**Note that these will be corrected in future printings of the book.**

**Erratum:** “[Quasars] are powered by massive black holes at the centres of galaxies, into which entire stars are falling – up to several per day for a large quasar – shredded by tidal effects as they spiral in.”

**Correction:** That should read “They are powered by massive black holes at the centres of galaxies, into which interstellar gas is falling. For the brightest quasars, enough mass to make an ordinary star falls in every few days. Occasionally, entire stars are engulfed, shredded by tidal effects as they spiral in.”

**Thanks to:** Kevin Schawinski for pointing out this error.

**Erratum:** “Moreover, we are an uncommon form of ordinary matter. The commonest form is plasma (atoms dissociated into their electrically charged components), which typically emits bright, visible light because it is in stars, which are rather hot.”

**Correction:** In fact most of the plasma in the universe is in the intergalactic and interstellar media. Only a small proportion is in stars. So this should read “Moreover, we are an uncommon form of ordinary matter. The commonest form is plasma – atoms dissociated into their electrically charged components. Stars are made of it, and are dense enough for those components continually to recombine, emitting bright visible light, and to be knocked apart again because of the intense heat.”.

**Thanks to:** Gendou for pointing out this error.

**Erratum:** “a typical child born in the United States today is more likely to die as a result of an astronomical event than a car accident”

**Correction:** That should read “an aeroplane accident”. A true comparison with aeroplane accidents appears on p207, using slightly different statistics.

**Note:** The probability of dying in a car accident is at least 12 times and perhaps as much as 100 times as great as that of dying from an astronomical event. As road safety improves, this will presumably continue to fall rapidly during the lifetimes of children born today — but then, so will the probability of dying from an astronomical event.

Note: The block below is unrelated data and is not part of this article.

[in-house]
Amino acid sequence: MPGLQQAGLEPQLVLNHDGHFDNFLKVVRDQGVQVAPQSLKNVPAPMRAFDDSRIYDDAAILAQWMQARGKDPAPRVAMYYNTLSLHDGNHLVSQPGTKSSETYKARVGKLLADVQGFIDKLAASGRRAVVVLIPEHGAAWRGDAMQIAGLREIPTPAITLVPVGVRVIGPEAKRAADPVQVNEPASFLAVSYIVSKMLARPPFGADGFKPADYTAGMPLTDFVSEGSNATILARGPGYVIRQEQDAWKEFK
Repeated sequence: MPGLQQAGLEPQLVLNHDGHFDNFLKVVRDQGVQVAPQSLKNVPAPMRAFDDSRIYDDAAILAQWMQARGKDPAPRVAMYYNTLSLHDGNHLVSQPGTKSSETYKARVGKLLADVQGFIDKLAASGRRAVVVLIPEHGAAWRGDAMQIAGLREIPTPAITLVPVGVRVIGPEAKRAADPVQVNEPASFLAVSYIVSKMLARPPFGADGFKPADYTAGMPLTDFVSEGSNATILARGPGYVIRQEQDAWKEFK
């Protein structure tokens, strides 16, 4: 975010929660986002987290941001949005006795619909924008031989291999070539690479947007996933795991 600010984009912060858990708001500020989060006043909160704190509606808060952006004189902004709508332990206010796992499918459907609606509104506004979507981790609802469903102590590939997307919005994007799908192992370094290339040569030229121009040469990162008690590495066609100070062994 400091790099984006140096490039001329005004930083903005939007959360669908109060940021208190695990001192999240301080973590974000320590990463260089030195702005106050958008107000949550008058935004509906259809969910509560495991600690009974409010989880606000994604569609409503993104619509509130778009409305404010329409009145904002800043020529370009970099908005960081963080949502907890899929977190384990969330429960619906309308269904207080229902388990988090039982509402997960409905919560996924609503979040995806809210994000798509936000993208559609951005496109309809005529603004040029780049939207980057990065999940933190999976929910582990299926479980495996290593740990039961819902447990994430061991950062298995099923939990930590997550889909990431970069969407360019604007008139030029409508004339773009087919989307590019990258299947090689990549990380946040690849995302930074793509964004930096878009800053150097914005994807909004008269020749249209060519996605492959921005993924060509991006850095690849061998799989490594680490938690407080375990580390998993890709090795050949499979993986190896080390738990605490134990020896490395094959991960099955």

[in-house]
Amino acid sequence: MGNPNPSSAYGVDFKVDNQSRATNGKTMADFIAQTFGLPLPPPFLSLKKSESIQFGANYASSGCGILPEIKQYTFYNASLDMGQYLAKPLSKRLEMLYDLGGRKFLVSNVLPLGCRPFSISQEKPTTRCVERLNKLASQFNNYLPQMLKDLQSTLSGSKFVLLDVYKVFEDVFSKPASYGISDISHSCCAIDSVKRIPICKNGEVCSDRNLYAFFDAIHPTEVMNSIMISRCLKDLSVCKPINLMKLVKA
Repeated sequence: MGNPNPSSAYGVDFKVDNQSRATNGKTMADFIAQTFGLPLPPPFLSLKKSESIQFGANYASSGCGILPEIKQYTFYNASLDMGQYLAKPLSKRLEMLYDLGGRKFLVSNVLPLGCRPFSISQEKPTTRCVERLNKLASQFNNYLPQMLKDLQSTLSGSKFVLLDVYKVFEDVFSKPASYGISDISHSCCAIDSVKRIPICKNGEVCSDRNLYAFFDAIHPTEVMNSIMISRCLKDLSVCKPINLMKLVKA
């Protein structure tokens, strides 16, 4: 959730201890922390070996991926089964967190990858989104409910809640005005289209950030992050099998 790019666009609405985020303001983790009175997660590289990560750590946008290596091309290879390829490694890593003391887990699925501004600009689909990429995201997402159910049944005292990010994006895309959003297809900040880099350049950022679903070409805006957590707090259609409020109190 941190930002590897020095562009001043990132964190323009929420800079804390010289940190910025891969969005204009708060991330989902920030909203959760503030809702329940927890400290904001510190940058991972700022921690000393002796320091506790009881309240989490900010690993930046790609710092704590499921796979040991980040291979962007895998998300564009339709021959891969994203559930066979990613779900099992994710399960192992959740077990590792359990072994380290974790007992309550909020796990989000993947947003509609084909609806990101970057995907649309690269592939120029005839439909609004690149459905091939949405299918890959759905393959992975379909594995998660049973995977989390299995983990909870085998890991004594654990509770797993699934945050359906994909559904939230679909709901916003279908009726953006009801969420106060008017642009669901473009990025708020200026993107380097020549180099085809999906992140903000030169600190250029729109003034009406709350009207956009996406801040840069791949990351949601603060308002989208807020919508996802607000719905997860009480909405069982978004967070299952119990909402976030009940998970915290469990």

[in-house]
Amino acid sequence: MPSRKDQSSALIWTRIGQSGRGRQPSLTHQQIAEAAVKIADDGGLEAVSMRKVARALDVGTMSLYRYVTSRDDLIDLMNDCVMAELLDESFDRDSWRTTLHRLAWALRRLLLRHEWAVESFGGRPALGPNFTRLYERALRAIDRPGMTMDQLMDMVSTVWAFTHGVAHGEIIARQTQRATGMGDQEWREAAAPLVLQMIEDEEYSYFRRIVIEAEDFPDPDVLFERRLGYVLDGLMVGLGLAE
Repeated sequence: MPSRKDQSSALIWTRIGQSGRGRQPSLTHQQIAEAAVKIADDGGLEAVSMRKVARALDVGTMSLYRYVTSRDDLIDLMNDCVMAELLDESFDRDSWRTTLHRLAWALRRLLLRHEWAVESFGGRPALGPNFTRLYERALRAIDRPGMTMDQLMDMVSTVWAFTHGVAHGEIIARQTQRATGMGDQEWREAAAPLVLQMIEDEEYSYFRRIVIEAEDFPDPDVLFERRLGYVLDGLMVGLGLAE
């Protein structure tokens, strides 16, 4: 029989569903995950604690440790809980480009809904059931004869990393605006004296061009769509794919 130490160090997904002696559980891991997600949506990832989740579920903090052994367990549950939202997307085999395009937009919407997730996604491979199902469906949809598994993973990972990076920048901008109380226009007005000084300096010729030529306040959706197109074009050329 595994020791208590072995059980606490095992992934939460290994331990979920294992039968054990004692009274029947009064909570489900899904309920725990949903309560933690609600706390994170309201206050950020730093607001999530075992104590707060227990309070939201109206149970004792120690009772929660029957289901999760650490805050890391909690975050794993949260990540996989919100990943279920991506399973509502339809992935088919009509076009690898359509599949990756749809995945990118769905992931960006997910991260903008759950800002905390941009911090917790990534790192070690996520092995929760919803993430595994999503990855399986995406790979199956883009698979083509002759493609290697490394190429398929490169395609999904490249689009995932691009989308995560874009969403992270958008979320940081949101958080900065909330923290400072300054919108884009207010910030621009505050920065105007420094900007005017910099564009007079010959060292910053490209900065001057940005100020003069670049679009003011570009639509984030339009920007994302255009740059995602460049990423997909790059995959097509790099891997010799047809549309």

**Thanks to:** Josh Jordan for pointing out this error.

**Pages:** 65-66 and throughout the book

**Omission:** The Dutch Golden Age

**Correction:** The branch of the Enlightenment that I have called the “British” one arguably began in the Netherlands and was heavily influenced by ideas from the Dutch Golden Age. The fundamental change in Britain precipitated by the 1688 Glorious Revolution was called, by people at the time, “going Dutch”.

**Thanks to:** Simon Schaffer for telling me about this.

**Erratum:** “Nicholas de Condorcet”

**Correction:** Should be “Nicolas de Condorcet”.

**Thanks to:** Bastien Rokk for pointing out this error.

**Erratum:** “Jenny Uglow’s book *Lunar Men*“

**Correction:** Should be “Jenny Uglow’s book *The Lunar Men*“.

**Thanks to:** Dennis Hackethal for pointing out this error.

**Erratum:** “Hence also – as the mathematician Kurt Gödel had discovered using a different approach to Hilbert’s challenge – almost all mathematical truths have no proofs. They are unprovable truths.

It also follows that almost all mathematical statements are undecidable: there is no proof that they are true, and no proof that they are false.”

**Correction:** Oh dear. That’s badly garbled. Gödel did discover unprovable mathematical truths and undecidable mathematical statements, and there are infinitely many of them. That ‘almost all’ mathematical truths have no proofs is false. (Truth is a property of propositions, which can be represented as strings of characters.) What is true is that almost all mathematical *facts* (properties of abstract objects) cannot be stated, let alone proved, but that has nothing to do with Gödel’s theorem. It’s just that the number of such facts is a much larger infinity than the number of strings of characters.

**Thanks to:** Jan Krajicek and Scott Aaronson for pointing out this error.

**Page:** 221

**Erratum:** “For if any of those earlier experiments in optimism had succeeded, our species would be exploring the stars by now, and you and I would be immortal.”

**Correction:** In the overwhelming majority of universes in which they succeeded, no one remotely resembling you or me exists. It would more accurately read “the likes of you and me would not exist”, but that’s not very satisfactory either.

**Thanks to:** Matjaž Leonardis for pointing out this error.

**Erratum:** “parrot’s vocal cords”

**Correction:** Parrots don’t have vocal cords. It should read “parrots’ equivalent of vocal cords”.